I’m also pretty sure that businesses would then be lobbying for much larger immigration numbers.

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  6. Gromitt Gunn says:

    Jazz sounds nice.

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  7. Joe says:

    Let’s elect a new President, and then do Immigration reform.

    I don’t think, Daryl and his brother Darryl, that simply electing a new president will get us there since Congress has been at an impasse on immigration reform for years/decades. While the regular commenters here may have reached consensus on the goals for immigration reform, Americans as a group clearly have not. This administration’s cruelty toward immigrants is simply an opportunistic use of that ambivalence, much as the DACA program was another (opposite) use of that ambivalence.

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  8. OzarkHillbilly says:

    @Gustopher:

    I’m sympathetic to the arguments that we should control who can stay in this country,

    I have no problem with that in principle, but the question comes down to under what criteria. trump and the GOP appear to think they should limit it to rich white people (unless of course they personally are running short of maids and gardeners) Personally I say fuck the rich, I want people willing to work and wanting to build something for themselves (either here or back home).

    and prosecuting the employers

    I heard a radio interview with a Maine fish processor who said he couldn’t stay in business if he couldn’t hire undocumented aliens. My first thought was, “What makes you think you have a right to break the law?”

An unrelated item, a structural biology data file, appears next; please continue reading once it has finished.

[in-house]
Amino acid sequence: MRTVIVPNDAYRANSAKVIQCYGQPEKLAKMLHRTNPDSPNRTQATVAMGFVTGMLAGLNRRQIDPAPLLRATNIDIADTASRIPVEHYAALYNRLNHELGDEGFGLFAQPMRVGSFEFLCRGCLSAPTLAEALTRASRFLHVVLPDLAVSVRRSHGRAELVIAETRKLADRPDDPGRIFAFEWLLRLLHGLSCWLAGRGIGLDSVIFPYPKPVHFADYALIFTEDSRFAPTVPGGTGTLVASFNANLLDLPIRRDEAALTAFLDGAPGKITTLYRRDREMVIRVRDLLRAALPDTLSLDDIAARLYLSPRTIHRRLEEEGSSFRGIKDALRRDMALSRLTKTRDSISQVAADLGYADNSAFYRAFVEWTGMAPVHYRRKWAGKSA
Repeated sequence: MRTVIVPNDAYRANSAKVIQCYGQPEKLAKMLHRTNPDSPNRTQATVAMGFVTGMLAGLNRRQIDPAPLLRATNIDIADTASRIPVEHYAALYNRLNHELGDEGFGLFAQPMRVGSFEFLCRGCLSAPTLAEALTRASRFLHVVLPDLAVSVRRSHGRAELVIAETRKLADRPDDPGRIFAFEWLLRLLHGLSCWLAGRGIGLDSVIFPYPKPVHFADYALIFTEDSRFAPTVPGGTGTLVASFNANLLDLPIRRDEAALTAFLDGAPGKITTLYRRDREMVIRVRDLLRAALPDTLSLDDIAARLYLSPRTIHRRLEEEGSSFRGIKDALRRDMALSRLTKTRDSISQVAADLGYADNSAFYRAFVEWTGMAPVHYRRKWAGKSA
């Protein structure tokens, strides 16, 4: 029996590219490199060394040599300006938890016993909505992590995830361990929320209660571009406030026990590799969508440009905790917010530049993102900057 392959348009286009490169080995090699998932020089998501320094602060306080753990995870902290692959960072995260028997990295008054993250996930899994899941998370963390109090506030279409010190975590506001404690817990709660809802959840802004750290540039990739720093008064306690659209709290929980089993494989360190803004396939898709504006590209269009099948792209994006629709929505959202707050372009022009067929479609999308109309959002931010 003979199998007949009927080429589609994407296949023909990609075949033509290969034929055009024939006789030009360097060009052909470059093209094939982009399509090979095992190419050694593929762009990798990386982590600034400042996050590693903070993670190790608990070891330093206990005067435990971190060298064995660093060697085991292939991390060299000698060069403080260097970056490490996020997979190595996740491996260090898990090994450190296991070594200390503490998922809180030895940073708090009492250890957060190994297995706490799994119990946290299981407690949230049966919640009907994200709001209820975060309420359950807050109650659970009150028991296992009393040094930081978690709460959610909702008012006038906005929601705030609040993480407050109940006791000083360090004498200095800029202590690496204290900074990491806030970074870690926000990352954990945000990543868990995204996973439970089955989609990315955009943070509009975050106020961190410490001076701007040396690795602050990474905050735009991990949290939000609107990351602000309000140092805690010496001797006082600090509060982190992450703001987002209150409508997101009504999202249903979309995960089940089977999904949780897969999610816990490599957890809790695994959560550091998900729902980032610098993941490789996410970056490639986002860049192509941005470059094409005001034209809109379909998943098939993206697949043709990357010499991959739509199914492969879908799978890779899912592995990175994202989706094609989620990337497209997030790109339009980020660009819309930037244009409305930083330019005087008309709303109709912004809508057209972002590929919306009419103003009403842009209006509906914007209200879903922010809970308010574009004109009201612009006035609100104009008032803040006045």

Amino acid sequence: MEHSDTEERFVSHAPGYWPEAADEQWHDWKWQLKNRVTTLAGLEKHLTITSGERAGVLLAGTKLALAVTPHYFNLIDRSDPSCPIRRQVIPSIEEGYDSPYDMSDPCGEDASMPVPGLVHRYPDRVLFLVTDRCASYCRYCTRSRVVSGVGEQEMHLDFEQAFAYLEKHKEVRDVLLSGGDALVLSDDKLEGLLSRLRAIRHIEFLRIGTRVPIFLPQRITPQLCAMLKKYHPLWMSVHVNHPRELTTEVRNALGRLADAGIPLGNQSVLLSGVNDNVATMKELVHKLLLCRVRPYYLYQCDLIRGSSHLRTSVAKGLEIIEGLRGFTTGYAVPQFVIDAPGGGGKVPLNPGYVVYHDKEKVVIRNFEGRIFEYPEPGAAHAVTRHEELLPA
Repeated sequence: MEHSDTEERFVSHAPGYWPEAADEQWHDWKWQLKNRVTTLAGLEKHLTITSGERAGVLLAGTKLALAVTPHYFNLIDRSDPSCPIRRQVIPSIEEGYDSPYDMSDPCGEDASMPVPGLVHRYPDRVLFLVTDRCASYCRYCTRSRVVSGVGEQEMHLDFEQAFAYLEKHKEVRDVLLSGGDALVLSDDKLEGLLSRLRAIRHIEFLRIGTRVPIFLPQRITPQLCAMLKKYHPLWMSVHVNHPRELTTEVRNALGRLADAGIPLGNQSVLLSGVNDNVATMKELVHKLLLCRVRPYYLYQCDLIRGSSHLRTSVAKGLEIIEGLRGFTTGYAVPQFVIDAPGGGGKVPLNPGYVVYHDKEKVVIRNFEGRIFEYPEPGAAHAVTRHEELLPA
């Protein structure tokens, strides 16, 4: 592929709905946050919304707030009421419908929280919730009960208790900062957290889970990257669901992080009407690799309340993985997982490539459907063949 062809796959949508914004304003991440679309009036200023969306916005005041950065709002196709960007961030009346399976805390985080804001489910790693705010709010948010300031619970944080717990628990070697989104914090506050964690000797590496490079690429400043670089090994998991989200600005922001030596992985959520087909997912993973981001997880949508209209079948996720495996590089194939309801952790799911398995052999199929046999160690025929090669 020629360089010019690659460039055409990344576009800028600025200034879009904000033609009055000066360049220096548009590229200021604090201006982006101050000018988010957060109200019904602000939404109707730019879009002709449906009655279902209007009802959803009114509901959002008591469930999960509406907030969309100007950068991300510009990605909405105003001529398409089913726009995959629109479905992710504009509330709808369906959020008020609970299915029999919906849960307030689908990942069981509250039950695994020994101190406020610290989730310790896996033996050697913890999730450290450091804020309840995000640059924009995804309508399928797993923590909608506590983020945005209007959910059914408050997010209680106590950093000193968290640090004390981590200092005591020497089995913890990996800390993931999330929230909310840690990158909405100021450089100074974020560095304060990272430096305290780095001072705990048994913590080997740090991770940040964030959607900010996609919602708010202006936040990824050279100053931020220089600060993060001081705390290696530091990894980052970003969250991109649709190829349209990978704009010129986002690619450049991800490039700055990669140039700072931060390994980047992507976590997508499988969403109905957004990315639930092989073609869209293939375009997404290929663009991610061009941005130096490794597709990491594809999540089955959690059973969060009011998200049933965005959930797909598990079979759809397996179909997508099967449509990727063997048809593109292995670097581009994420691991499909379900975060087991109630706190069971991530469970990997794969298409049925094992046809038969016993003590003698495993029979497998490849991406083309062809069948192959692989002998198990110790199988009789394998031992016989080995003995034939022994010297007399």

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  9. Daryl and his brother Darryl says:

    @Joe:
    I don’t know…there was a deal…and Steven Miller put the kibosh on it. Get that white supremacist out of the White House and maybe something can happen.

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  10. gVOR08 says:

    @Gustopher:

    I’m also pretty sure that businesses would then be lobbying for much larger immigration numbers.

    I don’t know. I’ve seen commentary that “business”, which is to say companies with lobbyists, not your local roofing contractor, for the most part don’t care anymore. They shipped most of those jobs overseas years ago. This was offered as an explanation of why GOPs are making a big deal out of immigration now, but not a few years ago.

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  11. Bill says:

    INS, ICE, have had a long history of acting stupidly. I wrote this at OTB over a decade ago-

    https://www.outsidethebeltway.com/ending_the_widow_penalty/